Critical Thinking Paper

· Go a little deeper. For critical thinking you are challenged to develop some unique and/or novel understanding. Go somewhere different. Create. Think outside the box. For your next submission, before you organize or write anything, determine the focus of your personal critical thinking. What exactly and specifically will you develop that is unique? From this beginning, expand and build a new avenue of understanding. You introduced the notion of trauma being a form of impaired attachment or severe interruption in attachment bonding which is good. This area deserves further development and exploration.

· Well organized, logical and cohesive. You are commended for getting into some additional research and for considering a good area for critical thinking.  300 words …..  just add more information to what i have written.

Effects of Trauma on Development

Critical thinking paper










Effects of Trauma on Development

Old or young, trauma may have lifelong effect on one’s psychological and physiological development. There are several types of trauma, of which include distressing or disturbing experience and physical injury. This critical thinking paper focuses on an aspect of trauma known as psychological trauma. Psychological trauma is the unique individual experience of an event or of enduring conditions in which the individual’s ability to integrate his or her emotional experience is overwhelmed (ie his or her ability to stay present, understand what is happening, integrate the feelings, and make sense of the experience), or the individual experiences (subjectively) a threat to life, bodily integrity, or sanity? Pearlman & Saakkvite 1995). Psychological trauma is associated with certain symptoms. These include nightmares, insomnia, anxiety, panic attacks, flashbacks, acute stress, beingm, traumatized and depression. Over the years, psychologists have devised methods and strategies to assess and diagnose psychological trauma. Such strategies include interviews and self-administered psychological tests. These are the first step to find solution to psychological trauma.

The question though is, can someone suffer from psychological trauma through detachment in the life course? From the articles in this week’s readings, detachment of children in the early days of development may have a lifetime effects on their psychological and social life. This type of effect can be classified as psychological trauma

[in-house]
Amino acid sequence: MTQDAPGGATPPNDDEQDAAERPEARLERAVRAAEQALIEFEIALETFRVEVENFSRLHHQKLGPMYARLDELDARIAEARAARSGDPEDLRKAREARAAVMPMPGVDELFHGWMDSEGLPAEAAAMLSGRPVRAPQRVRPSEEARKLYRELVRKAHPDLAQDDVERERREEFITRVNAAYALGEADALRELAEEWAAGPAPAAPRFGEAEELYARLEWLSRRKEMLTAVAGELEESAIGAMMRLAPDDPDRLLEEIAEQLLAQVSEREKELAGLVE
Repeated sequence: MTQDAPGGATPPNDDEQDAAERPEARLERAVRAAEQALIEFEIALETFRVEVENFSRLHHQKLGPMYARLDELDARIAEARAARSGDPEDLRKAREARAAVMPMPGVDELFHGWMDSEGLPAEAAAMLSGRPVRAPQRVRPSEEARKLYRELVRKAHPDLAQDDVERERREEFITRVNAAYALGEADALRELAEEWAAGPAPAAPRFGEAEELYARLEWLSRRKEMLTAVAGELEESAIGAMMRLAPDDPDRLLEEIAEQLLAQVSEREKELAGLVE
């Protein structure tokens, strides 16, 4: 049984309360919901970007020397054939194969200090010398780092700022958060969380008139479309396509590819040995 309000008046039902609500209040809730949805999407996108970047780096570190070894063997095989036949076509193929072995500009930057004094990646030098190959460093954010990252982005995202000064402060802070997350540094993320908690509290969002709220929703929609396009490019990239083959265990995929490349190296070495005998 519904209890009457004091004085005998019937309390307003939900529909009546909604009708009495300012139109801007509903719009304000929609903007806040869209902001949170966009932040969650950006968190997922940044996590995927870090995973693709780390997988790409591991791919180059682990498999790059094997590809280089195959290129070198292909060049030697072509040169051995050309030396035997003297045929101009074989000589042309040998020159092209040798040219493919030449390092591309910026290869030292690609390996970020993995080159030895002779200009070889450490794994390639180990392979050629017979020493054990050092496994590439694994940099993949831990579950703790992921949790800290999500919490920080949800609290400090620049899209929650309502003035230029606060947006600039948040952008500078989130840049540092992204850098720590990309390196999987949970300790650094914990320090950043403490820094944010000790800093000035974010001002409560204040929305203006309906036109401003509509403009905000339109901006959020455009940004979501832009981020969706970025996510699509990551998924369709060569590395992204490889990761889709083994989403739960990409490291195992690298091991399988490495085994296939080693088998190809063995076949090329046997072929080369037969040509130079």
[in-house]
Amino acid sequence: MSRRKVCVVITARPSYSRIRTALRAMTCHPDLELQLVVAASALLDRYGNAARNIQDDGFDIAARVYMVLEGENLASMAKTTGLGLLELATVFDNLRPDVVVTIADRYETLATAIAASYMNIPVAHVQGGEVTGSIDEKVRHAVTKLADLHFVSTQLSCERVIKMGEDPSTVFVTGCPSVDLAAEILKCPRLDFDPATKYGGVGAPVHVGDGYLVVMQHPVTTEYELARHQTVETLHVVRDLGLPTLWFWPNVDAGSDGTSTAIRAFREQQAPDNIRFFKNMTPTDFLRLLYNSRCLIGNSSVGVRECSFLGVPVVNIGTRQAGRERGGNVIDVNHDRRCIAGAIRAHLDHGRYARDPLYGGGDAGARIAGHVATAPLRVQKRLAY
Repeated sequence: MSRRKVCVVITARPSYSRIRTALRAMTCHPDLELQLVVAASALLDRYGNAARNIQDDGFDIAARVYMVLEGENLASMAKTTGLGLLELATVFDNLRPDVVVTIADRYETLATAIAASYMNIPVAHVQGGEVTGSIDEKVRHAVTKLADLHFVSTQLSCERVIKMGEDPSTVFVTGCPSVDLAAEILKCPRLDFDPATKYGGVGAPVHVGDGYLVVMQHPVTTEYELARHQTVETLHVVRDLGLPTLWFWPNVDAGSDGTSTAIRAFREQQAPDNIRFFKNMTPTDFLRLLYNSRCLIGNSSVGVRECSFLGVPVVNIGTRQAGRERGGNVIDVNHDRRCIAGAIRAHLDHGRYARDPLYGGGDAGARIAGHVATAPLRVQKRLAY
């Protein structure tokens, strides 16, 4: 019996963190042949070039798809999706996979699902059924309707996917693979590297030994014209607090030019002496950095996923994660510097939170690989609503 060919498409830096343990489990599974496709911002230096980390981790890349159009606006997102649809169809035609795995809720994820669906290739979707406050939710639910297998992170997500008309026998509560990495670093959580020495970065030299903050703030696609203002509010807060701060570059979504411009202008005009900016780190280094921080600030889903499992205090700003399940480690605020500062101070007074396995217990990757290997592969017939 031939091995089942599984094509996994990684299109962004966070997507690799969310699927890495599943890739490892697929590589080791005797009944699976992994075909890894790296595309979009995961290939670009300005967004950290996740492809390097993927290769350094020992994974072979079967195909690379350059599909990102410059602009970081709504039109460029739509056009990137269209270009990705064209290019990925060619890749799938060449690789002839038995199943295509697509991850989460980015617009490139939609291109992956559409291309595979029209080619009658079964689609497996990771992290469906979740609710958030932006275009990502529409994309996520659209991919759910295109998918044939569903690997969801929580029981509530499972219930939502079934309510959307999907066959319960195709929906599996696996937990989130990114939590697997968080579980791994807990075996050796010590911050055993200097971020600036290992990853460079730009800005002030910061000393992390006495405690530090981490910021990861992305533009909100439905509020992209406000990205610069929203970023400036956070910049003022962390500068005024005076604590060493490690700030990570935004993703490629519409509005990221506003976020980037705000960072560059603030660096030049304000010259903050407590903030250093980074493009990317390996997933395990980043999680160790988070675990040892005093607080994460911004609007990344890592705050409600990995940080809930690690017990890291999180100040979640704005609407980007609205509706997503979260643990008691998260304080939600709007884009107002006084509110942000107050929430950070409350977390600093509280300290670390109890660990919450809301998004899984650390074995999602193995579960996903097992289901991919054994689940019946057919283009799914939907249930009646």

The Attachment Theory

The attachment theory or model, as explained by (Fraley, (2018) provides insight into the importance of close emotional bonds that children develop with their caregivers and the implications of those bonds in understanding the personality in these children. The term “Attachment Theory” was originally coined by Bowlby in the 1940s. The motive of John Bowlby was to provide a model that helps in explaining the intense distress experienced infants who have been separated from their parents. Although there were several alternative theoretical perspectives during this era of John Bowlby’s proposed theory of attachment, his prevailed and gave a better understanding of detachment on children. John Bowlby observed, children who were separated from their caregivers, especially parents tend to show much emotional pains. These children therefore tend to repress these emotional pains by exhibiting certain characteristics. In the first place, children would try within their power to prevent separation from the parents or to establish proximity to a missing parent. Also, some children would cry, call for their parents, refuse to eat or play, go close to others and stand in hopes that their parent would return. According to (Fraley,2018), initial psychoanalytic writers referred to these sets of characteristics as immature defense mechanisms that were operating to repress emotional pain. A continuous attempt to separate a child from the parent stand as a great threat as psychological trauma in children. (Bowlby, 1969) argued that, this is possible because children like other mammalian infants cannot protect themselves, they depend upon the care and protection of older and wiser adults for survival. As a result, taking away this protection has a greater chance of affecting the psychological wellbeing of children.